Tuesday, April 9, 2013

Now It's Time to Say Goodbye to All Our Company

One of the earliest memories I have (and no, Sigrid, it's NOT 'when is Adam's birthday?') is as a child being so small everything I can remember is huge. I am sitting on a blond wooden coffee table in an apartment (I have no idea what floor, this is a memory not a dream) and the daylight is streaming through the casement windows in the living room.

I sat on the coffee table every afternoon to watch a TV with a small screen built into a massive wooden cabinet that weighed (I believed) more than anything on earth until my younger brother Kelly flipped it while trying to retrieve something which had rolled under it. That was many years later in the basement of the house on Bloomfield Avenue, three houses (I think) after that apartment in Elechester I think I was the only child in that apartment.

I watched the Dinah Shore Show, and she sang 'See the USA in your Chevrolet' everyday as did I. I have owned one Chevy in my life, a 1963 Corvair Monza, I bought used in 1970. Ralph was right about them. It was only after I stopped driving it that I took up smoking cigarettes. I loved Dinah Shore decades before Burt did, and blew her a kiss every afternoon.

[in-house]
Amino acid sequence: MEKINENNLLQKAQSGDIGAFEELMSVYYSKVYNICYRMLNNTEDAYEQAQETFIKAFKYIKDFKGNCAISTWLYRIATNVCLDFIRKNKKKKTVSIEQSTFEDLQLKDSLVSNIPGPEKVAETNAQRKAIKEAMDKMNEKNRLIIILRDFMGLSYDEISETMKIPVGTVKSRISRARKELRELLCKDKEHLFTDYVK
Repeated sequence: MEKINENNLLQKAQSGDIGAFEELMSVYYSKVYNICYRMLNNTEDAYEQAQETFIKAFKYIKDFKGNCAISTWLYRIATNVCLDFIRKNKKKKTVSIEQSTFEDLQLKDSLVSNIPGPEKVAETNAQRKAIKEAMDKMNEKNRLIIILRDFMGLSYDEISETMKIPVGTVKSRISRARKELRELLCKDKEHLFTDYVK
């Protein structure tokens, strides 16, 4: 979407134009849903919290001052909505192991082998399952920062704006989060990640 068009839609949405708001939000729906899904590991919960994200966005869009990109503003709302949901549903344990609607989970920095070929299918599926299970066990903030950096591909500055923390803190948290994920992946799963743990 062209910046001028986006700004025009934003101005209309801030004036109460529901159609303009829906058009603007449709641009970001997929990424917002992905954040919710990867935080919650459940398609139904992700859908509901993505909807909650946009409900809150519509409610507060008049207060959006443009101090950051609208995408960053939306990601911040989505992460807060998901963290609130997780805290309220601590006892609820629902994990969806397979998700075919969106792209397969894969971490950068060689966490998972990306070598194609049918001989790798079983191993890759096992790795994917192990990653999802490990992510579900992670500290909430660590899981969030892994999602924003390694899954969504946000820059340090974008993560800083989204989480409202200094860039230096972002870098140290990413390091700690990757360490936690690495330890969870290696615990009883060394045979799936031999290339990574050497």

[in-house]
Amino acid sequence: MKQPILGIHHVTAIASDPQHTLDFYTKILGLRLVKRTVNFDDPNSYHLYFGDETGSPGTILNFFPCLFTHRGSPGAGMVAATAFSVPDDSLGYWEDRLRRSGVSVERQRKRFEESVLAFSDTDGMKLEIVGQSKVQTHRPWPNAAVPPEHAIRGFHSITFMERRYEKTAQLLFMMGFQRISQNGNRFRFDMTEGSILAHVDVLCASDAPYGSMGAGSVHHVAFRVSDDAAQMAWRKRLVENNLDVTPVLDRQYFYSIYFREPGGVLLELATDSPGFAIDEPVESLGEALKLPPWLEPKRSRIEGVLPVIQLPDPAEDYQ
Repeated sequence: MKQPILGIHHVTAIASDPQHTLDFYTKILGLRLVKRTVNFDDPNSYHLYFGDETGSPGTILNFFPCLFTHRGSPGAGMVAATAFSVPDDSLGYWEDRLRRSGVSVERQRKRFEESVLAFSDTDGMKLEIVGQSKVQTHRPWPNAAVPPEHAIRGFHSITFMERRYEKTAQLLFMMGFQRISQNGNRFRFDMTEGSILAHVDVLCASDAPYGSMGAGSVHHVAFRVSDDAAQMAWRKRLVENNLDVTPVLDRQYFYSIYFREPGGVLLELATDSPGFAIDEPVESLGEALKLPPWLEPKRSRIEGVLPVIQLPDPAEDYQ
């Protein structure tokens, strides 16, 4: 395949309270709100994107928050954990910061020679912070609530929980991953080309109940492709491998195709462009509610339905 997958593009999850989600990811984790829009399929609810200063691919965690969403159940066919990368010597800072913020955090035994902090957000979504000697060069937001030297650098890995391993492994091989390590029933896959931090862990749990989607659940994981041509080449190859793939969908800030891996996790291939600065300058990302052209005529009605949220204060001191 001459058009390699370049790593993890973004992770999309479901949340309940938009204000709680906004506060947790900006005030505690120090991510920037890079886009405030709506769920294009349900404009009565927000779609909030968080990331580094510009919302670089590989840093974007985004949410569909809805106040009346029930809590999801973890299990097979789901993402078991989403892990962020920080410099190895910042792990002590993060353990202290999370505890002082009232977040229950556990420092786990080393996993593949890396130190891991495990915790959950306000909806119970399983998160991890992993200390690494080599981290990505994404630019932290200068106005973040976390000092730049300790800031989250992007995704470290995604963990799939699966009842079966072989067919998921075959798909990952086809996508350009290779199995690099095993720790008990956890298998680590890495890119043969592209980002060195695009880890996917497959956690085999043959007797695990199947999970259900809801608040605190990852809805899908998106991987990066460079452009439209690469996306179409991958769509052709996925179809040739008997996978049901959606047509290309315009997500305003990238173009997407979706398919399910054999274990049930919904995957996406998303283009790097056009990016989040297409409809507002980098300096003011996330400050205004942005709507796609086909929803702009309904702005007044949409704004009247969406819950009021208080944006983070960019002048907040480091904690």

But I was saving myself for Annette. Annette, Bobby, Cheryl, Darlene, Doreen Cubby, Karen, Sharon, Tommy and Obama along with Jimmy Dodd (and it wasn't really Obama; it was John Boehner) were all part of the Original Mickey Mouse club. Meeska Mooska Mouseketeer. Mouse Cartoon Time now is here! The show was in black and white, of course; we had a cold war to win and no time for frilly silly things like color.

Bobby and (maybe Darlene) danced-Cubby O'Brien played drums. They were all incredibly talented, but couldn't hold a candle to Annette. She was a star and so magical, I just assumed I would marry her even before I had any idea as to what marriage was or how crazy that whole idea would have been.

It was a long time ago-I am old now, but she was then-all of twelve or so and I wasn't even half of that. I remember so clearly how she looked and how she talked and sang. Ours was a love that would never die. Rust and forgetfulness were something else entirely.

I forgave her all those beach blanket movies that she made years later as The Beatles and everyone else charged over the musical bridge they'd built from England. The Mickey Mouse Club was long gone by then. At some point, I read in a glossy gossip magazine she had multiple sclerosis and paused to reflect on her, us, really, and then went back to my incredibly busy and important life, already in progress.

And then yesterday, hours after the Iron Lady, Margaret Thatcher had died, it was announced Annette Funicello, 70 years young, too, had passed. If it feels like a death in the family, perhaps it should because for Cold War Kids, it is. Mouseketeer ears everywhere are at half-mast today and Jimmy Dodd has another new member to show around the clubhouse. M. O. U. S. E.
-bill kenny     

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